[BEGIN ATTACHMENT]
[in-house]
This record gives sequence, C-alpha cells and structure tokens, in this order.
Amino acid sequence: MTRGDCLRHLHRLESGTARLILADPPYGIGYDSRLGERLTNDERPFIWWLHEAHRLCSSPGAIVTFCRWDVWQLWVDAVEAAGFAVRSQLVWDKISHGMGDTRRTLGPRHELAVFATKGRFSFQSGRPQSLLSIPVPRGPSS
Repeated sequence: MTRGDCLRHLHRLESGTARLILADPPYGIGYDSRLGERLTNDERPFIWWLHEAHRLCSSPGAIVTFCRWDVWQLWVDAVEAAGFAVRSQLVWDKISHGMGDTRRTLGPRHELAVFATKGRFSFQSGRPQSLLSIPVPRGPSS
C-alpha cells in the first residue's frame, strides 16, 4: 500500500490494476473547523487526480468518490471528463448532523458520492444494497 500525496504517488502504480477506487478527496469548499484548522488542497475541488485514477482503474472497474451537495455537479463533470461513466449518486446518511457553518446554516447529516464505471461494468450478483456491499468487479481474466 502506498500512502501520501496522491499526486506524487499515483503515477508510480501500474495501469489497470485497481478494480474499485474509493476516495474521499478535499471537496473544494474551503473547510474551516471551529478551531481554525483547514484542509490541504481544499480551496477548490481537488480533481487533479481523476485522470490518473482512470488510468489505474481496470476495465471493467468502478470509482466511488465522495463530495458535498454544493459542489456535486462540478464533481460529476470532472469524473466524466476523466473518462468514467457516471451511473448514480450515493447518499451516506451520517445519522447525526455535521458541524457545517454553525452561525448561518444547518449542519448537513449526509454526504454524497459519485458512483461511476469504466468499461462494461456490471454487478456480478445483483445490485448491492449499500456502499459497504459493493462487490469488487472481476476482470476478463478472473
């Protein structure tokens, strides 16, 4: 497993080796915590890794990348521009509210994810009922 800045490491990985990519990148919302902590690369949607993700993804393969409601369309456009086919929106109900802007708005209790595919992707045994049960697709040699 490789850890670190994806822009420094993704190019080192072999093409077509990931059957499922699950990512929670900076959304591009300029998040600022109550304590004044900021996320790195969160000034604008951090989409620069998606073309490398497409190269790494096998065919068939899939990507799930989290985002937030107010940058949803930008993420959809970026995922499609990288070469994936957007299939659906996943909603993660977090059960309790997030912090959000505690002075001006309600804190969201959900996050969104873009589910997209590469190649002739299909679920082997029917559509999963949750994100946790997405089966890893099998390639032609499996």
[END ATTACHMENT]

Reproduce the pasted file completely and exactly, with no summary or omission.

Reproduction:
[in-house]
This record gives sequence, C-alpha cells and structure tokens, in this order.
Amino acid sequence: MTRGDCLRHLHRLESGTARLILADPPYGIGYDSRLGERLTNDERPFIWWLHEAHRLCSSPGAIVTFCRWDVWQLWVDAVEAAGFAVRSQLVWDKISHGMGDTRRTLGPRHELAVFATKGRFSFQSGRPQSLLSIPVPRGPSS
Repeated sequence: MTRGDCLRHLHRLESGTARLILADPPYGIGYDSRLGERLTNDERPFIWWLHEAHRLCSSPGAIVTFCRWDVWQLWVDAVEAAGFAVRSQLVWDKISHGMGDTRRTLGPRHELAVFATKGRFSFQSGRPQSLLSIPVPRGPSS
C-alpha cells in the first residue's frame, strides 16, 4: 500500500490494476473547523487526480468518490471528463448532523458520492444494497 500525496504517488502504480477506487478527496469548499484548522488542497475541488485514477482503474472497474451537495455537479463533470461513466449518486446518511457553518446554516447529516464505471461494468450478483456491499468487479481474466 502506498500512502501520501496522491499526486506524487499515483503515477508510480501500474495501469489497470485497481478494480474499485474509493476516495474521499478535499471537496473544494474551503473547510474551516471551529478551531481554525483547514484542509490541504481544499480551496477548490481537488480533481487533479481523476485522470490518473482512470488510468489505474481496470476495465471493467468502478470509482466511488465522495463530495458535498454544493459542489456535486462540478464533481460529476470532472469524473466524466476523466473518462468514467457516471451511473448514480450515493447518499451516506451520517445519522447525526455535521458541524457545517454553525452561525448561518444547518449542519448537513449526509454526504454524497459519485458512483461511476469504466468499461462494461456490471454487478456480478445483483445490485448491492449499500456502499459497504459493493462487490469488487472481476476482470476478463478472473
């Protein structure tokens, strides 16, 4: 497993080796915590890794990348521009509210994810009922 800045490491990985990519990148919302902590690369949607993700993804393969409601369309456009086919929106109900802007708005209790595919992707045994049960697709040699 490789850890670190994806822009420094993704190019080192072999093409077509990931059957499922699950990512929670900076959304591009300029998040600022109550304590004044900021996320790195969160000034604008951090989409620069998606073309490398497409190269790494096998065919068939899939990507799930989290985002937030107010940058949803930008993420959809970026995922499609990288070469994936957007299939659906996943909603993660977090059960309790997030912090959000505690002075001006309600804190969201959900996050969104873009589910997209590469190649002739299909679920082997029917559509999963949750994100946790997405089966890893099998390639032609499996």